You can contact me by email for any clarifications on the model am proposing.
I believe that all of the trends and transformations are important.
Hello Muhammad Danial Ahsan Here Working As Information Technology Manager in Pakistan Red Crescent The Above Mentioned Transformation are Very Much Important in the Upcoming Strategies. In My Point of View We Should Use Digital Commutation Regularly to Show our Activities and To inspire Other and Lunching Online Fundraising Appeals on Social Media Page.
Our world is changing in an incresing speed due to modern technology. How do we ensure that today’s education gives the knowledge and skills needed tomorrow, when we have difficulties in predicting and understanding how the furture world looks like. How do we ensure that all children get an education that prepares them for the future and close the growing gap between those who have everything and those who get nothing?
Thanks – interesting conversation, and all of the above resonate for me. The other one that’s not yet profiled is about the need for greater alignment between organisational purpose and internal values/culture in order to sustain our human resource capacity. How do we value our staff/volunteers, and how can organisational values go beyond being platitudes to actively informing behavior e.g. support for staff/volunteers well-being in order to avoid burnout, and actively caring for ourselves and each other at work. See https://healingsolidarity.org/ for a connected conversation about the need for reform within the wider sector.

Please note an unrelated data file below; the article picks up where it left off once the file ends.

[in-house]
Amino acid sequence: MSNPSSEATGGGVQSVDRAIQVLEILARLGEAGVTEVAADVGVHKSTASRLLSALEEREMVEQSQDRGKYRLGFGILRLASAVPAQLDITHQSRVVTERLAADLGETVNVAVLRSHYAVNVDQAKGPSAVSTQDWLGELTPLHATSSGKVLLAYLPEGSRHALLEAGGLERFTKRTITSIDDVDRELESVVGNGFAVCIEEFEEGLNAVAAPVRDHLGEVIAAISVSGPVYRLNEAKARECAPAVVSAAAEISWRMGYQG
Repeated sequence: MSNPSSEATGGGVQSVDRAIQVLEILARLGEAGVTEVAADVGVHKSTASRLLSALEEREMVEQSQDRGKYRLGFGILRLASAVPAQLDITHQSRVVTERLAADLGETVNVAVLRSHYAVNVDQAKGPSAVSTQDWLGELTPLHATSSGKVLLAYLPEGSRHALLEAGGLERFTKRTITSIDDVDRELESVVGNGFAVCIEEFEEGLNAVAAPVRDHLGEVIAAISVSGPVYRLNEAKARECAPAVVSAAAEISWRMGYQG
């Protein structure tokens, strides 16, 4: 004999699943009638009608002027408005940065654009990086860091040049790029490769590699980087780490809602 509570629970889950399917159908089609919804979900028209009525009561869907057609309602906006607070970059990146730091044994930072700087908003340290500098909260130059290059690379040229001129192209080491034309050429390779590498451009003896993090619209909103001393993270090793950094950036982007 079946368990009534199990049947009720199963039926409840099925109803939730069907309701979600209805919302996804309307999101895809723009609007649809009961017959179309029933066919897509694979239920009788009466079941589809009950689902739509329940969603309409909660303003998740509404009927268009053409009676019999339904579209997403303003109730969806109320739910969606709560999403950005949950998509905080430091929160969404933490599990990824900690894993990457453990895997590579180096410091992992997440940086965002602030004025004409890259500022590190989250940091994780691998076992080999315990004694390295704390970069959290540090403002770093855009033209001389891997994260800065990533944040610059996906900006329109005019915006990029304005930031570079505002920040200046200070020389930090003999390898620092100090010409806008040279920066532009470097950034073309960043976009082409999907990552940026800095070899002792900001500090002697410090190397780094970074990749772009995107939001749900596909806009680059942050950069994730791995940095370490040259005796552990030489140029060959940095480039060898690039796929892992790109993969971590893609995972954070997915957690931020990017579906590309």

Lucy, this is something I strongly agree with around the internal values and culture in order to sustain our human resource capacity.
Taking care of us.
It’s a discussion that needs to happen with all of ‘us’ having input.
Feeling valued, supported, heard (for me) has possibly only just begun with the radical transparency that we are now seeing through the question times and survey. 🙂
Being employed or volunteering in an organisation that holds a reputable world wide presence is not everyone’s choice, but it was ours and each of us came to Red Cross for our individual reasons. At the heart of even applying for the job or volunteer role you would hope that a desire to make the world a better place, to help the most vulnerable or to fulfil a humanitarian call was part of the motivation.
Then who is better placed to discuss the care needed in the roles we fulfil?
Re the healing solidarity conference you linked…OMG!!!
What we’ll explore
What it means to be practitioners with integrity, responsive to the people whom we serve, whilst allowing our values to stay intact.
How to identify and disrupt the ways in which our sector manifests the things we abhor; colonial attitudes, racism, corporate structures.
What it means to address our wellbeing and be self-reflective as practitioners
How we can build just cultures in organisations, communities and initiatives which create the collective care we crave.